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Mid-caps stocks, like GDS Holdings Limited (NASDAQ:GDS) with a market capitalization of US$4.8b, aren’t the focus of most investors who prefer to direct their investments towards either large-cap or small-cap stocks. However, history shows that overlooked mid-cap companies have performed better on a risk-adjusted manner than the smaller and larger segment of the market. This article will examine GDS’s financial liquidity and debt levels to get an idea of whether the company can deal with cyclical downturns and maintain funds to accommodate strategic spending for future growth. Note that this information is centred entirely on financial health and is a top-level understanding, so I encourage you to look further into GDS here.
GDS’s Debt (And Cash Flows)
Over the past year, GDS has ramped up its debt from CN¥7.6b to CN¥14b , which accounts for long term debt. With this growth in debt, GDS currently has CN¥6.0b remaining in cash and short-term investments to keep the business going. Additionally, GDS has produced cash from operations of CN¥71m over the same time period, resulting in an operating cash to total debt ratio of 0.5%, signalling that GDS’s current level of operating cash is not high enough to cover debt.
Can GDS pay its short-term liabilities?
With current liabilities at CN¥3.2b, it appears that the company has been able to meet these commitments with a current assets level of CN¥7.1b, leading to a 2.22x current account ratio. The current ratio is the number you get when you divide current assets by current liabilities. For IT companies, this ratio is within a sensible range since there's a sufficient cash cushion without leaving too much capital idle or in low-earning investments.
Can GDS service its debt comfortably?
GDS is a highly-leveraged company with debt exceeding equity by over 100%. This is not uncommon for a mid-cap company given that debt tends to be lower-cost and at times, more accessible. However, since GDS is presently loss-making, sustainability of its current state of operations becomes a concern. Running high debt, while not yet making money, can be risky in unexpected downturns as liquidity may dry up, making it hard to operate.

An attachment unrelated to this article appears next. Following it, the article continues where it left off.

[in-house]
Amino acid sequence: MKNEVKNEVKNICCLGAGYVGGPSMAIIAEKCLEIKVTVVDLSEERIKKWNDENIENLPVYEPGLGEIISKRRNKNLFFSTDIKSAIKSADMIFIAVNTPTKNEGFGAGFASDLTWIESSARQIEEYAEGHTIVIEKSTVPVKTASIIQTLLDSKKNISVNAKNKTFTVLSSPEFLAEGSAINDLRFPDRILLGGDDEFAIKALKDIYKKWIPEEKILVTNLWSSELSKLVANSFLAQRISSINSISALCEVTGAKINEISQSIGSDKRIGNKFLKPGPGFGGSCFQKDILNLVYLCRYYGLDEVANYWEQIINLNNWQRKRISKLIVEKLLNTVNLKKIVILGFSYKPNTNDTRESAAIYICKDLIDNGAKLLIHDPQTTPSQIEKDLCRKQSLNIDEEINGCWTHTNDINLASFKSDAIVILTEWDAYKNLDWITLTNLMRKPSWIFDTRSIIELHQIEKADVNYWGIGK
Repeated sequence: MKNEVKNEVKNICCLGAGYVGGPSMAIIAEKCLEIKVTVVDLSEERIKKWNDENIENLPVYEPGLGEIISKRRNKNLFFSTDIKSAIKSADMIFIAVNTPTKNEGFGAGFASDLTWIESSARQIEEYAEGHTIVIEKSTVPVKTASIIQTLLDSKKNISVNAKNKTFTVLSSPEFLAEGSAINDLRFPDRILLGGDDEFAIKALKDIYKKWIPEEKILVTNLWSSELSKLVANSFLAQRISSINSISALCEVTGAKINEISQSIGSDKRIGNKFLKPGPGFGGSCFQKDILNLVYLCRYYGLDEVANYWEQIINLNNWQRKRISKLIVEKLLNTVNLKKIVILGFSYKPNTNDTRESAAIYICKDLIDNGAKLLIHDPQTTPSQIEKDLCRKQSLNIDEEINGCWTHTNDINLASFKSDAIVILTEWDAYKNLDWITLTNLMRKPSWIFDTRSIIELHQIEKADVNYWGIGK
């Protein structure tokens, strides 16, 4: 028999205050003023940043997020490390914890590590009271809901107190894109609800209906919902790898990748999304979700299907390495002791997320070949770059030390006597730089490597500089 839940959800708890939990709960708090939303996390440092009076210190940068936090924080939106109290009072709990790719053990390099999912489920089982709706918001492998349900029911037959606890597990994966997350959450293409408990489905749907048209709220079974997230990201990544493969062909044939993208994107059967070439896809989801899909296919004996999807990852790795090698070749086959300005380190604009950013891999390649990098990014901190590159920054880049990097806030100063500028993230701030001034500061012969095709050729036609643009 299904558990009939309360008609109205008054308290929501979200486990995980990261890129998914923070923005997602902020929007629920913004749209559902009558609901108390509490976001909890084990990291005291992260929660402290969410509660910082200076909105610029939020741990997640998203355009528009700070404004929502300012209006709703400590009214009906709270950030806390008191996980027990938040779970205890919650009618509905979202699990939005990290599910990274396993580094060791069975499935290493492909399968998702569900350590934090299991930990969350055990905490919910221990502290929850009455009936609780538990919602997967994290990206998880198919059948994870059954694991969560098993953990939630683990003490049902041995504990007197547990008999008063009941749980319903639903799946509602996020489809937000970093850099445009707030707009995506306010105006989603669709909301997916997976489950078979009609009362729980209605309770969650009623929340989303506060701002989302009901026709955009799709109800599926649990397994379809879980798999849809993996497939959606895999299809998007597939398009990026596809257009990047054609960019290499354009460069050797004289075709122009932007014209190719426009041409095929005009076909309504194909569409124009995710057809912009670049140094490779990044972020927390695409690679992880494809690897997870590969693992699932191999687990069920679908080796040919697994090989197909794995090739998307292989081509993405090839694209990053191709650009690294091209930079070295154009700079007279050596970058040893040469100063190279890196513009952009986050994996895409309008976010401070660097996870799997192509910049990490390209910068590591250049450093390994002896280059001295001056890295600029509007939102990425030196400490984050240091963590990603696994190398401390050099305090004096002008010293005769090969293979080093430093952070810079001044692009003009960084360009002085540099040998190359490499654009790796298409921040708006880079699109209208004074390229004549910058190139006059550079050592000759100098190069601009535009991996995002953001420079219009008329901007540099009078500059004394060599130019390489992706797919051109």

Although GDS’s debt level is towards the higher end of the spectrum, its cash flow coverage seems adequate to meet obligations which means its debt is being efficiently utilised. Since there is also no concerns around GDS's liquidity needs, this may be its optimal capital structure for the time being. Keep in mind I haven't considered other factors such as how GDS has been performing in the past. I suggest you continue to research GDS Holdings to get a more holistic view of the mid-cap by looking at:
- Future Outlook: What are well-informed industry analysts predicting for GDS’s future growth? Take a look at our free research report of analyst consensus for GDS’s outlook.
- Valuation: What is GDS worth today? Is the stock undervalued, even when its growth outlook is factored into its intrinsic value? The intrinsic value infographic in our free research report helps visualize whether GDS is currently mispriced by the market.
- Other High-Performing Stocks: Are there other stocks that provide better prospects with proven track records? Explore our free list of these great stocks here.
We aim to bring you long-term focused research analysis driven by fundamental data. Note that our analysis may not factor in the latest price-sensitive company announcements or qualitative material.
If you spot an error that warrants correction, please contact the editor at email@example.com. This article by Simply Wall St is general in nature. It does not constitute a recommendation to buy or sell any stock, and does not take account of your objectives, or your financial situation. Simply Wall St has no position in the stocks mentioned. Thank you for reading.